I love supporting students’ mathematical learning with manipulatives. Manipulatives provide students with the opportunity to physically manipulate objects as they think about and interact with a mathematical concept. On their own they are NOT mathematics but when used to support thinking and understanding they can be a very powerful tool. In order to use manipulatives to their full potential it is important to think about some key questions first:
- What mathematical understanding are your students discovering and learning?
- What would it look like (with manipulatives and without) if they understood the concept?
- Which manipulatives would be most effective to support student understanding of the concept?
- Do all of the students need to use manipulatives to demonstrate understanding of the concept?
There may certainly be more or different questions one should ask. The important point is for teachers to know what the math behind the manipulative is.
A tool that can help educators answer these questions is the Concrete to Abstract Continuum. The continuum shows how a students’ thinking might evolve as they learn in mathematics. It can also help teachers to think about and prepare to engage learners at different points along the continuum.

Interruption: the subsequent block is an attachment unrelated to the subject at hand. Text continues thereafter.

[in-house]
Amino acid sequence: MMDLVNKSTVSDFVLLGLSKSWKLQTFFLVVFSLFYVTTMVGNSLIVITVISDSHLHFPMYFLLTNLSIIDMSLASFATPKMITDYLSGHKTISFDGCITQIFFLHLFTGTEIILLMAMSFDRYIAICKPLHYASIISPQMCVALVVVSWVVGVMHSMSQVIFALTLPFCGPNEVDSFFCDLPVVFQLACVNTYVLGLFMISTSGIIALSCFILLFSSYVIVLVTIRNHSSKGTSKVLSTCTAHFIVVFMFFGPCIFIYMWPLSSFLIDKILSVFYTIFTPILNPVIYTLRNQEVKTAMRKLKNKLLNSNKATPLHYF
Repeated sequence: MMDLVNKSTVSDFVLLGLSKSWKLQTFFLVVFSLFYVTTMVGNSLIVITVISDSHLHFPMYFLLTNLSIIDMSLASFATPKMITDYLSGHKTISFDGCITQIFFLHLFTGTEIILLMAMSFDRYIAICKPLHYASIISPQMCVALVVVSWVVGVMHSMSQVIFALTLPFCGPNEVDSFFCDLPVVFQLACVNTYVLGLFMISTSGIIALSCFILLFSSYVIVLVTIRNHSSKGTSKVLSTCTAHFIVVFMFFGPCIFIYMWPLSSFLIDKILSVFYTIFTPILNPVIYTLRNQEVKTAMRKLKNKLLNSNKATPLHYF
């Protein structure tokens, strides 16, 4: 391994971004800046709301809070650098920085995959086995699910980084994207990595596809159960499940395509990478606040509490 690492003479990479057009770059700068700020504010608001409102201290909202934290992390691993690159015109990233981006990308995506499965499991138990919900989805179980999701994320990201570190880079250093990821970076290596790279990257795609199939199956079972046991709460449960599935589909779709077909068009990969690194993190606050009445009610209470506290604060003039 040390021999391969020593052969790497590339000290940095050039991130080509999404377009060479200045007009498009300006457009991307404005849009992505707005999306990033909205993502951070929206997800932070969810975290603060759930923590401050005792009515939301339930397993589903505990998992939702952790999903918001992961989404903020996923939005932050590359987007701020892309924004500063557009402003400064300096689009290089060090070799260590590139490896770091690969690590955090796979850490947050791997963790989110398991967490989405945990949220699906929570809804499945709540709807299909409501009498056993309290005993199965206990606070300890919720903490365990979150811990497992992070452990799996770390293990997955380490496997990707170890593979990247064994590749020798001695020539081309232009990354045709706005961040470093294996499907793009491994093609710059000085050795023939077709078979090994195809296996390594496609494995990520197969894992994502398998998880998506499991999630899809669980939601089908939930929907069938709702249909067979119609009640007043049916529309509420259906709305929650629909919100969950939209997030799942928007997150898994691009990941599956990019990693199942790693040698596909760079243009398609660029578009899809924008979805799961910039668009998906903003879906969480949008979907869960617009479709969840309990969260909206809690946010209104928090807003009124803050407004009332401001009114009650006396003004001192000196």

Initially children start out with the concrete…they need to see, touch, taste, and smell an object in order to get a complete understanding of what it is. One only has to think of baby to see that concrete, tactile is very important in sense making.
As their thinking matures children, can begin to represent one object for another. They can pretend that the disk is an apple…or the mud is a pie. It is this pretending that allows them to suspend their disbelief and use their imagination. This semi concrete stage is employed all of the time in mathematics classrooms when students are asked to use the manipulatives in problem solving.
The next stage is pictorial or semi abstract…a stage that I feel is often forgotten in the classroom. This stage is where students draw a picture to represent thinking. The pictures are less manipulative than objects and therefore, more abstract. However, pictures can be a great tool for helping students make sense of the math as the allow them to “see” it more fully.
The last stage is abstract. This is where symbols are used to represent quantity, functions, operations etc. It is the most abstract way of thinking about mathematics and often the hardest for students to grasp.
It is important to know that although my graphic is in a straight line it is rarely a straight progression for student thinking. In fact students may move fluidly from one way of representing to the next depending on the concept, the situation and their understanding. I have found that even the most abstract thinkers may need to use manipulatives or pictures from time to time especially when introduced to new concepts and ideas.
The goal of manipulatives in the mathematics classroom is help students develop a deep and meaningful understanding concepts. By representing their thinking and understanding with a variety of manipulatives students can become empowered mathematicians.